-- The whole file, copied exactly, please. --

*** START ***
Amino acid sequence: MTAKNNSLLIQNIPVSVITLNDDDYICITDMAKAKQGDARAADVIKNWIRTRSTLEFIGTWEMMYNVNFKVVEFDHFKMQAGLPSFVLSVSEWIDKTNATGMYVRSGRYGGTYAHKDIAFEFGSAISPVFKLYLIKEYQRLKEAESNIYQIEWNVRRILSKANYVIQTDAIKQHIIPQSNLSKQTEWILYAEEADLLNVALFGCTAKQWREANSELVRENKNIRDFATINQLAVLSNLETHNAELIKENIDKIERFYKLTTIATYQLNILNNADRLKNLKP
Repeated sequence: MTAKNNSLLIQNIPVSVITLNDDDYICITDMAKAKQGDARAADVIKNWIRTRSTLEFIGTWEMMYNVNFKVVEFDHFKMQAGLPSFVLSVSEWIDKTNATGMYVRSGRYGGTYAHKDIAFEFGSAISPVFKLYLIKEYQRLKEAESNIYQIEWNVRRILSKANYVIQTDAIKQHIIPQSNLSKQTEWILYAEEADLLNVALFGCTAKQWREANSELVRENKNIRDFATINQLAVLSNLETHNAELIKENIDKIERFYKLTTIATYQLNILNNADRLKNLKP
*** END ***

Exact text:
Amino acid sequence: MTAKNNSLLIQNIPVSVITLNDDDYICITDMAKAKQGDARAADVIKNWIRTRSTLEFIGTWEMMYNVNFKVVEFDHFKMQAGLPSFVLSVSEWIDKTNATGMYVRSGRYGGTYAHKDIAFEFGSAISPVFKLYLIKEYQRLKEAESNIYQIEWNVRRILSKANYVIQTDAIKQHIIPQSNLSKQTEWILYAEEADLLNVALFGCTAKQWREANSELVRENKNIRDFATINQLAVLSNLETHNAELIKENIDKIERFYKLTTIATYQLNILNNADRLKNLKP
Repeated sequence: MTAKNNSLLIQNIPVSVITLNDDDYICITDMAKAKQGDARAADVIKNWIRTRSTLEFIGTWEMMYNVNFKVVEFDHFKMQAGLPSFVLSVSEWIDKTNATGMYVRSGRYGGTYAHKDIAFEFGSAISPVFKLYLIKEYQRLKEAESNIYQIEWNVRRILSKANYVIQTDAIKQHIIPQSNLSKQTEWILYAEEADLLNVALFGCTAKQWREANSELVRENKNIRDFATINQLAVLSNLETHNAELIKENIDKIERFYKLTTIATYQLNILNNADRLKNLKP